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Old 05-08-2018, 08:29   #1
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Resale value

Summary: If I buy, liveaboard for 5 years and sell "in the same condition as bought" what should I expect the resale value to be?

Longer version: I am 62 years old and sometime in the next year, planning to retire and purchase a 40 to 47 ft cat, FP, Lagoon or Leopard. Owners version, 5 to 15 years old, in good condition. I will liveaboard for 5 years and make every attempt to keep it in good condition, spending on maintenance as needed. I expect to need to replace some things - who knows what - electronics, engine, rigging, sails, solar, water-maker, AC, canvas... And haul-outs with bottom jobs, engine service, all the usual. I know it is impossible to literally have the boat in the same condition - it will be 5 years older.

My mind-set has been to assume $0 resale value 5 years later - then anything I get is a bonus. But if I do that, I will be looking to buy for less than $250k.

In looking at boats, I find some I could probably deal with in this price range, but what I really want is something more like this:
Remedy
or
Sumaya Sol
This has me thinking - If I spend $100k to $200k more, I will get a boat where I enjoy living aboard more (more space, better initial condition, more ammenities). If I can sell it 5 years later for maybe $100k less than my purchase price, that is probably worth it to me. I know I may spend $100k in upkeep over 5 years and with inflation my $ won't be worth the same in 2023 so I am factoring that in. I have more than enough cash to buy. I just don't want to knock off any more of my retirement 'nest egg' than I have to. I spent 9 months liveaboard on 4 different boats in 2015 and 2016, crossed the Med, Atlantic, some of the Caribbean and the Pacific (Panama to Darwin), so I have some idea what I am getting into.

So, what do you think? Do I go financially conservative and live with something that is OK but not great, or spend more to have a nicer lifestyle and count on getting a good chunk back on sale?
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Old 05-08-2018, 09:27   #2
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Re: Resale value

No one knows the future, least of all the health of the global economy at sale time.

The zero assumption is safest of course.

But perhaps my guess that

spending an extra 100K will increase the odds of getting say 50% of your purchase price back

is not too optimistic.

Keeping in mind that you could easily spend the purchase price over again in fixes and upkeep over five years. Or lots more if bad stuff happens.

Not counting insurance, fuel, slip fees, crew costs etc other living expenses.
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Old 05-08-2018, 09:46   #3
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Re: Resale value

The zero value after 5 years is a ridiculous assumption for planning purposes. So comparing it to a higher cost vessel still leaves nonsense numbers.
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Old 05-08-2018, 10:19   #4
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Re: Resale value

Maximum depreciation will be with a new boat. With an older boat in excellent condition, and assuming you maintain that condition, you could lose little or no value. You will not get back any money spent on maintenance or replacing equipment. I used to think the sweet spot was a 5 to 10 year old boat as it has taken the big deprecation hit but is still new enough to not have major maintenance issues. I now like somewhat older boats, mainly because I like the looks and believe the build quality was better than some of the new boats.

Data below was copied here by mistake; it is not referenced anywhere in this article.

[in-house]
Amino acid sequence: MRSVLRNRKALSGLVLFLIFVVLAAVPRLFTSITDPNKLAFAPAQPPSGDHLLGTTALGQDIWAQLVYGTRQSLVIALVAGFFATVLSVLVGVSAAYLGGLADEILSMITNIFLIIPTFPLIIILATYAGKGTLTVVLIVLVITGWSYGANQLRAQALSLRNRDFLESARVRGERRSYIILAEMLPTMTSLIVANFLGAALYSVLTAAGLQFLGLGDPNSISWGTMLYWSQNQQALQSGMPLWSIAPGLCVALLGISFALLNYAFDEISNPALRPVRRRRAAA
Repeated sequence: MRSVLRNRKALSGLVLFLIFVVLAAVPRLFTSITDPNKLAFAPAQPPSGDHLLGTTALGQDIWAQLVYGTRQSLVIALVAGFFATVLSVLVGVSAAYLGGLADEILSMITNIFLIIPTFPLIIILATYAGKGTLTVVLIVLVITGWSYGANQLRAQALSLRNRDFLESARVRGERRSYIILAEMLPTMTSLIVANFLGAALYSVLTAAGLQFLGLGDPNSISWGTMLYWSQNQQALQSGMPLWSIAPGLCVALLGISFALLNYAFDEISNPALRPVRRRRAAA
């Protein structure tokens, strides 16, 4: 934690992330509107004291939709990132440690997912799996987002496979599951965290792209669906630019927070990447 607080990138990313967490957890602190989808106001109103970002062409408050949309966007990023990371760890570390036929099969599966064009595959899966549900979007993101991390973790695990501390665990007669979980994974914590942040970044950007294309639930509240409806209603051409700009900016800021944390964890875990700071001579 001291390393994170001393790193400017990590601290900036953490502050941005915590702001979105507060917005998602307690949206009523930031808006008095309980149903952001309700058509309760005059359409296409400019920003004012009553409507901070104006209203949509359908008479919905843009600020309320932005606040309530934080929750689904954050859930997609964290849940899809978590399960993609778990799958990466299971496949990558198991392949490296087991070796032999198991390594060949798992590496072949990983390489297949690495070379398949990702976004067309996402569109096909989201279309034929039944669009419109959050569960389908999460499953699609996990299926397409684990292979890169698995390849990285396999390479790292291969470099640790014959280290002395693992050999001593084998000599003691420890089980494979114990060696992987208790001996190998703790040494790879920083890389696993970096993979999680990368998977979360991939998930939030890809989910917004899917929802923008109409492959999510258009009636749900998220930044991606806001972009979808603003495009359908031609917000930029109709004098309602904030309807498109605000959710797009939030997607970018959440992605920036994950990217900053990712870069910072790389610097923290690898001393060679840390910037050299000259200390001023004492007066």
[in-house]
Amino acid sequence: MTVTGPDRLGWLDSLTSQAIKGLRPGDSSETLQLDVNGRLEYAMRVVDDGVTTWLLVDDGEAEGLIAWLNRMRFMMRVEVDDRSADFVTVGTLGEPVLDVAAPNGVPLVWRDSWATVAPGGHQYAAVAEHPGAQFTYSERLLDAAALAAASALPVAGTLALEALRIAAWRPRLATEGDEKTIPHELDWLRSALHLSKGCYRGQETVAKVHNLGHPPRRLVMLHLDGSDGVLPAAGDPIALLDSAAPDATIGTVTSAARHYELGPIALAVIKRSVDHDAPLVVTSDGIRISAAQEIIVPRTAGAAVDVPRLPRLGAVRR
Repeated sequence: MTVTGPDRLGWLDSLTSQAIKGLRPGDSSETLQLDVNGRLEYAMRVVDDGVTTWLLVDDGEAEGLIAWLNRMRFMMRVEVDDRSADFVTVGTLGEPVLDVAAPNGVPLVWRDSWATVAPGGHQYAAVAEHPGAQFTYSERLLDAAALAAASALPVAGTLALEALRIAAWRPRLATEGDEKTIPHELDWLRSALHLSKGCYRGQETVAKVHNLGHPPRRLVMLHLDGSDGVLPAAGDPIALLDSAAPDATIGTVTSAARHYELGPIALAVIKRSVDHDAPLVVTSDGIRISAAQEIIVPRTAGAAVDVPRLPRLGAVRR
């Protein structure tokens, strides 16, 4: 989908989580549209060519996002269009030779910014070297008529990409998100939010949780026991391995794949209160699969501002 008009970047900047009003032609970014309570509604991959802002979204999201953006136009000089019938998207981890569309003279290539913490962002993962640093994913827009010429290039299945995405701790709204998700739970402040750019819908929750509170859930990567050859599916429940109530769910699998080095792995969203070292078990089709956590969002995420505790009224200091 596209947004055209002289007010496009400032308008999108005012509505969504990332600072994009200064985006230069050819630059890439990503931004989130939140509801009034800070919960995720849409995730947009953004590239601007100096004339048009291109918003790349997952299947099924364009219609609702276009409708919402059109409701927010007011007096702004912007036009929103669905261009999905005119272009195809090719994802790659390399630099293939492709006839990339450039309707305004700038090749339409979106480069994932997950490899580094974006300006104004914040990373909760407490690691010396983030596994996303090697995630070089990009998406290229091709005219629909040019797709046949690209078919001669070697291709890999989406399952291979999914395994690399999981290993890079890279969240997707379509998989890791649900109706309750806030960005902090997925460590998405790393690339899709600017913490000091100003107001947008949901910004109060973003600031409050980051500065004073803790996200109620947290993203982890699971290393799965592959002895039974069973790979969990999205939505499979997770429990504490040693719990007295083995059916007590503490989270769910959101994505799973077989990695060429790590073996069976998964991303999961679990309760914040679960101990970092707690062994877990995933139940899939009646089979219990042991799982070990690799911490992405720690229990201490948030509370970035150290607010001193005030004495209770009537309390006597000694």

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Old 05-08-2018, 13:26   #5
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Resale value

Well in my planning I assumed a zero return on investment.
Why, cause that could happen, there could be for example some kind of un-insured event that totals the Boat for example.

My plan is similar to what your planning, I planned on five years cruising, and buying a house with zero from the Boat.
You have to have a plan, and I figure if you plan conservatively, you donít come up short. So far it has worked.
I planned also on worst case scenario on our investments, if they perform as they should based on history, we will continue to increase our net worth, if that happens, great, but Iím not counting on it.
A crash like in 29 hopefully will not happen, but I think it is a possibility.

I was at the Commissary at NAS JAX the other day, the bagger had a Navy Retired hat on. If things go sour, I donít want to spend my Retirement bagging groceries.
Of course just cause he had the hat didnít mean anything, but it was disconcerting, he was of the right age.
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Old 13-08-2018, 08:22   #6
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Re: Resale value

Are you by yourself or with someone else? Their input should weigh significantly. If by yourself, either option 1 or 2, or somewhere in between. You got where you are by making astute decisions. As someone pointed out, an older mechanically sound boat will depreciate less with proper maintenance. With that in mind, you could go a little higher for the surveyor's term, a perfect boat (sic).

The tough part is going to be finding the right boat. All the best!
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Old 06-09-2018, 18:47   #7
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Re: Resale value

Quote:
Originally Posted by Looking4Neptune View Post
Summary: If I buy, liveaboard for 5 years and sell "in the same condition as bought" what should I expect the resale value to be?

Longer version: I am 62 years old and sometime in the next year, planning to retire and purchase a 40 to 47 ft cat, FP, Lagoon or Leopard. Owners version, 5 to 15 years old, in good condition. I will liveaboard for 5 years and make every attempt to keep it in good condition, spending on maintenance as needed. I expect to need to replace some things - who knows what - electronics, engine, rigging, sails, solar, water-maker, AC, canvas... And haul-outs with bottom jobs, engine service, all the usual. I know it is impossible to literally have the boat in the same condition - it will be 5 years older.